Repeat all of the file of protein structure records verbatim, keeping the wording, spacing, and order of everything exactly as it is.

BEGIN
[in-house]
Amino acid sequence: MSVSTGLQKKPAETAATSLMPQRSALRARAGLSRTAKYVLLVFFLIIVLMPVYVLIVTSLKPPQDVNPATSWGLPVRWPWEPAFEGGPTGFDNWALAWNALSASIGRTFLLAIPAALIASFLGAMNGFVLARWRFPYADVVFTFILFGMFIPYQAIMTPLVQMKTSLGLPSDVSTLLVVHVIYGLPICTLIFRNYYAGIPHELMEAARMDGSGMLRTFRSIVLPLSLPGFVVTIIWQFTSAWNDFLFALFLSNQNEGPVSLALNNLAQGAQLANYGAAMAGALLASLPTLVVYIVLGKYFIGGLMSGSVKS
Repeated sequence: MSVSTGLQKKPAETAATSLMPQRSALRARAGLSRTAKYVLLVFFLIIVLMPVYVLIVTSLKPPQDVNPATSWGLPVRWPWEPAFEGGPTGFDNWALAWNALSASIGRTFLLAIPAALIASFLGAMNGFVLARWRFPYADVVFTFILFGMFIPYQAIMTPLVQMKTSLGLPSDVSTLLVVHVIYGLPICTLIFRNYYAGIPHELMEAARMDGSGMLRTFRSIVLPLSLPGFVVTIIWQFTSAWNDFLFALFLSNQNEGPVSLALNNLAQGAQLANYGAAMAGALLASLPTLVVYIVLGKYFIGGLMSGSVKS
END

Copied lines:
[in-house]
Amino acid sequence: MSVSTGLQKKPAETAATSLMPQRSALRARAGLSRTAKYVLLVFFLIIVLMPVYVLIVTSLKPPQDVNPATSWGLPVRWPWEPAFEGGPTGFDNWALAWNALSASIGRTFLLAIPAALIASFLGAMNGFVLARWRFPYADVVFTFILFGMFIPYQAIMTPLVQMKTSLGLPSDVSTLLVVHVIYGLPICTLIFRNYYAGIPHELMEAARMDGSGMLRTFRSIVLPLSLPGFVVTIIWQFTSAWNDFLFALFLSNQNEGPVSLALNNLAQGAQLANYGAAMAGALLASLPTLVVYIVLGKYFIGGLMSGSVKS
Repeated sequence: MSVSTGLQKKPAETAATSLMPQRSALRARAGLSRTAKYVLLVFFLIIVLMPVYVLIVTSLKPPQDVNPATSWGLPVRWPWEPAFEGGPTGFDNWALAWNALSASIGRTFLLAIPAALIASFLGAMNGFVLARWRFPYADVVFTFILFGMFIPYQAIMTPLVQMKTSLGLPSDVSTLLVVHVIYGLPICTLIFRNYYAGIPHELMEAARMDGSGMLRTFRSIVLPLSLPGFVVTIIWQFTSAWNDFLFALFLSNQNEGPVSLALNNLAQGAQLANYGAAMAGALLASLPTLVVYIVLGKYFIGGLMSGSVKS